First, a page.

Tuesday, October 25, 2011

Rosie Makes Black Bean Soup.

It's Sunday morning and I'm lazy. That means soup or bread today. Both are leisurely activities and will keep me occupied. I'm opting for the soup today. The cool nip in the October air is calling out soup to me. Besides, Mr. Hawthorne is in charge of bread making now. Ever since he got a bread machine for his birthday, he's been cranking out 1-pound whole wheat loaves that are the perfect size for the two of us. So, outside of the time it took Mr. Hawthorne to make a loaf of bread, I made a soul-satisfying black bean soup, with my homemade seasoned tortilla chips, a fresh salsa, avocado slices, diced cactus, and Mr. Hawthorne's Salsa Verde. He recently found huge tomatillos at the produce stand which he brought home to make more salsa verde plus to save the seeds to plant next year. Damn Irene.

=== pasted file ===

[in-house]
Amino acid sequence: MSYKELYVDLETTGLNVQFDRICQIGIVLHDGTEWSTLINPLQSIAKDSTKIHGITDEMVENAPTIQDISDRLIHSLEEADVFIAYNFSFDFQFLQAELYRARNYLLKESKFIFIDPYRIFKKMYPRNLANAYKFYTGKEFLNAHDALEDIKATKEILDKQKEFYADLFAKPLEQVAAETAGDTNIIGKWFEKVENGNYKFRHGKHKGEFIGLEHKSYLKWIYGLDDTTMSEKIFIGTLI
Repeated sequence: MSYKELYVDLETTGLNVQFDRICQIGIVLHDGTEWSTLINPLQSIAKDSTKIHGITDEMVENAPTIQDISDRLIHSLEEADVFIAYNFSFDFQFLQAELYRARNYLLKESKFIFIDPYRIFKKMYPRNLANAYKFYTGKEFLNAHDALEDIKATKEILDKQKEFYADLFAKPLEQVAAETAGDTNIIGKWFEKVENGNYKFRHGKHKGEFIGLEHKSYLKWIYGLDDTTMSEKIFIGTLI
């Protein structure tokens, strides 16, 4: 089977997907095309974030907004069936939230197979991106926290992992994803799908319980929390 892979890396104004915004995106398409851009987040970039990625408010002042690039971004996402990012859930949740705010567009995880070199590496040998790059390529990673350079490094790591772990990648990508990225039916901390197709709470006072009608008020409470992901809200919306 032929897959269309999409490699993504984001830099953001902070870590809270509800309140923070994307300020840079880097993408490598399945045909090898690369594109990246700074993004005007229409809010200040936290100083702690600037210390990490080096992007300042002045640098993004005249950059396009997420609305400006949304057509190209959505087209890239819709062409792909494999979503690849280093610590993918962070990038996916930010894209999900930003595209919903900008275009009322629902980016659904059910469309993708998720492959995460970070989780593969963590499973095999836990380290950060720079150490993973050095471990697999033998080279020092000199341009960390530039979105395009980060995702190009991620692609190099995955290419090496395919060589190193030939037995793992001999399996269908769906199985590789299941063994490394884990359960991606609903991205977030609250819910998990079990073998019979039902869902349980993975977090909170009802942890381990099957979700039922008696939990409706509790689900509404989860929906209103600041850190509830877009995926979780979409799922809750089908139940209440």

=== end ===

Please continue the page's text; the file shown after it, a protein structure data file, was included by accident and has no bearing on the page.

I'm looking around the kitchen to see what I have. Tomatoes, tomatillos, and jalapenos.
And pig stock. I'll have to check back posts around September 2009 and see exactly what porcine creature I was extracting every bit of goodness out of. Ahhh. The pig stock was from my friend Celine. Since I'm going with black beans here, I thought the pig stock would give it a nice earthiness. It did. Now if you don't have your own pig stock, you could substitute beef or chicken, but the pig gave it a more complex flavor and a more interesting dimension.